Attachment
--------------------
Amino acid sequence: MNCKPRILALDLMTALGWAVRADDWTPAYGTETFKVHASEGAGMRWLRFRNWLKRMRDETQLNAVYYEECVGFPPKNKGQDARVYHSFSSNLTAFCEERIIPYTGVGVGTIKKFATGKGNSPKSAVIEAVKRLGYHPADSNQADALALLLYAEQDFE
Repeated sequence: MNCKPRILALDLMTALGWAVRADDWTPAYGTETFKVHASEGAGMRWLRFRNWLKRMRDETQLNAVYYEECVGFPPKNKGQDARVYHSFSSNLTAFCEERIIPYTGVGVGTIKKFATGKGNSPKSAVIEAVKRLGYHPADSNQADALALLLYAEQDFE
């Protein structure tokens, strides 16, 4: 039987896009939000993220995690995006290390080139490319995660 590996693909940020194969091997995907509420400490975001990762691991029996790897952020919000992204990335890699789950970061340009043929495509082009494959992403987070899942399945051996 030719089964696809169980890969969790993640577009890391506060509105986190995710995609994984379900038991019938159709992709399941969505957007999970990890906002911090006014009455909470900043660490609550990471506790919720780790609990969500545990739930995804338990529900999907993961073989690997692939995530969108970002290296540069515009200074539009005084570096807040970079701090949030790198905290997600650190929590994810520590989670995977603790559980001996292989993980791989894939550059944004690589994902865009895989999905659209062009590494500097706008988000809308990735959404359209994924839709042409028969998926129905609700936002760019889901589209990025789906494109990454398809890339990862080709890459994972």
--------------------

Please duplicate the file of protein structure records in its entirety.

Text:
Amino acid sequence: MNCKPRILALDLMTALGWAVRADDWTPAYGTETFKVHASEGAGMRWLRFRNWLKRMRDETQLNAVYYEECVGFPPKNKGQDARVYHSFSSNLTAFCEERIIPYTGVGVGTIKKFATGKGNSPKSAVIEAVKRLGYHPADSNQADALALLLYAEQDFE
Repeated sequence: MNCKPRILALDLMTALGWAVRADDWTPAYGTETFKVHASEGAGMRWLRFRNWLKRMRDETQLNAVYYEECVGFPPKNKGQDARVYHSFSSNLTAFCEERIIPYTGVGVGTIKKFATGKGNSPKSAVIEAVKRLGYHPADSNQADALALLLYAEQDFE
């Protein structure tokens, strides 16, 4: 039987896009939000993220995690995006290390080139490319995660 590996693909940020194969091997995907509420400490975001990762691991029996790897952020919000992204990335890699789950970061340009043929495509082009494959992403987070899942399945051996 030719089964696809169980890969969790993640577009890391506060509105986190995710995609994984379900038991019938159709992709399941969505957007999970990890906002911090006014009455909470900043660490609550990471506790919720780790609990969500545990739930995804338990529900999907993961073989690997692939995530969108970002290296540069515009200074539009005084570096807040970079701090949030790198905290997600650190929590994810520590989670995977603790559980001996292989993980791989894939550059944004690589994902865009895989999905659209062009590494500097706008988000809308990735959404359209994924839709042409028969998926129905609700936002760019889901589209990025789906494109990454398809890339990862080709890459994972």